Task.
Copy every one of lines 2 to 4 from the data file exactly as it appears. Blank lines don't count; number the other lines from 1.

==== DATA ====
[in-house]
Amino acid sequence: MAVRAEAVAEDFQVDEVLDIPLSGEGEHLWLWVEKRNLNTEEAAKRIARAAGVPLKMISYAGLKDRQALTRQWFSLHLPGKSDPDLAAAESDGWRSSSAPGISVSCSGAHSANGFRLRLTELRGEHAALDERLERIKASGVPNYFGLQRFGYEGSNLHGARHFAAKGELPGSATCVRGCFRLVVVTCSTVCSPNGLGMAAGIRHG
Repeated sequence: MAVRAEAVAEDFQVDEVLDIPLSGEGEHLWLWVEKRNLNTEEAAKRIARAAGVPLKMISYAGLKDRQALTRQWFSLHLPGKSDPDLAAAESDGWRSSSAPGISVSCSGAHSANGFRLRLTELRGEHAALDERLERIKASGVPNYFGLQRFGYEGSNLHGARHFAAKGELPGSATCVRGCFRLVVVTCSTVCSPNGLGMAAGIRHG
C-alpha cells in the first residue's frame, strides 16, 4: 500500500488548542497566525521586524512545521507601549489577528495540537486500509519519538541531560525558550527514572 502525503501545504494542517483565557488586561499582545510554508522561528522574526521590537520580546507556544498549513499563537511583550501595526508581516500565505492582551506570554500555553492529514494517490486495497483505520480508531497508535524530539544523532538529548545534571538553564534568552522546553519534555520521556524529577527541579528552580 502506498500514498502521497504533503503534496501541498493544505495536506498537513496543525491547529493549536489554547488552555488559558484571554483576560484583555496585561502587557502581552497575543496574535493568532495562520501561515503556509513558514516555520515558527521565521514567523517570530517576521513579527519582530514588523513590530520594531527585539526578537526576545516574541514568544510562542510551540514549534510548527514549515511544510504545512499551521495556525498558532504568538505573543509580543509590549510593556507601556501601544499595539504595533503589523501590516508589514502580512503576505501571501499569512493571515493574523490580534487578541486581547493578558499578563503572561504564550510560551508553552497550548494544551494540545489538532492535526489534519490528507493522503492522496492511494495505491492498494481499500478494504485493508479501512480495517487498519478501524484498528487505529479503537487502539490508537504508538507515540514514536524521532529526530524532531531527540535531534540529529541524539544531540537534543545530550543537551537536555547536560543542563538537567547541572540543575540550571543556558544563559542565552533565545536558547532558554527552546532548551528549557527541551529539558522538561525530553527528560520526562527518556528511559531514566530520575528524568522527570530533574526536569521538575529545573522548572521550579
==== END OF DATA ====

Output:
Amino acid sequence: MAVRAEAVAEDFQVDEVLDIPLSGEGEHLWLWVEKRNLNTEEAAKRIARAAGVPLKMISYAGLKDRQALTRQWFSLHLPGKSDPDLAAAESDGWRSSSAPGISVSCSGAHSANGFRLRLTELRGEHAALDERLERIKASGVPNYFGLQRFGYEGSNLHGARHFAAKGELPGSATCVRGCFRLVVVTCSTVCSPNGLGMAAGIRHG
Repeated sequence: MAVRAEAVAEDFQVDEVLDIPLSGEGEHLWLWVEKRNLNTEEAAKRIARAAGVPLKMISYAGLKDRQALTRQWFSLHLPGKSDPDLAAAESDGWRSSSAPGISVSCSGAHSANGFRLRLTELRGEHAALDERLERIKASGVPNYFGLQRFGYEGSNLHGARHFAAKGELPGSATCVRGCFRLVVVTCSTVCSPNGLGMAAGIRHG
C-alpha cells in the first residue's frame, strides 16, 4: 500500500488548542497566525521586524512545521507601549489577528495540537486500509519519538541531560525558550527514572 502525503501545504494542517483565557488586561499582545510554508522561528522574526521590537520580546507556544498549513499563537511583550501595526508581516500565505492582551506570554500555553492529514494517490486495497483505520480508531497508535524530539544523532538529548545534571538553564534568552522546553519534555520521556524529577527541579528552580 502506498500514498502521497504533503503534496501541498493544505495536506498537513496543525491547529493549536489554547488552555488559558484571554483576560484583555496585561502587557502581552497575543496574535493568532495562520501561515503556509513558514516555520515558527521565521514567523517570530517576521513579527519582530514588523513590530520594531527585539526578537526576545516574541514568544510562542510551540514549534510548527514549515511544510504545512499551521495556525498558532504568538505573543509580543509590549510593556507601556501601544499595539504595533503589523501590516508589514502580512503576505501571501499569512493571515493574523490580534487578541486581547493578558499578563503572561504564550510560551508553552497550548494544551494540545489538532492535526489534519490528507493522503492522496492511494495505491492498494481499500478494504485493508479501512480495517487498519478501524484498528487505529479503537487502539490508537504508538507515540514514536524521532529526530524532531531527540535531534540529529541524539544531540537534543545530550543537551537536555547536560543542563538537567547541572540543575540550571543556558544563559542565552533565545536558547532558554527552546532548551528549557527541551529539558522538561525530553527528560520526562527518556528511559531514566530520575528524568522527570530533574526536569521538575529545573522548572521550579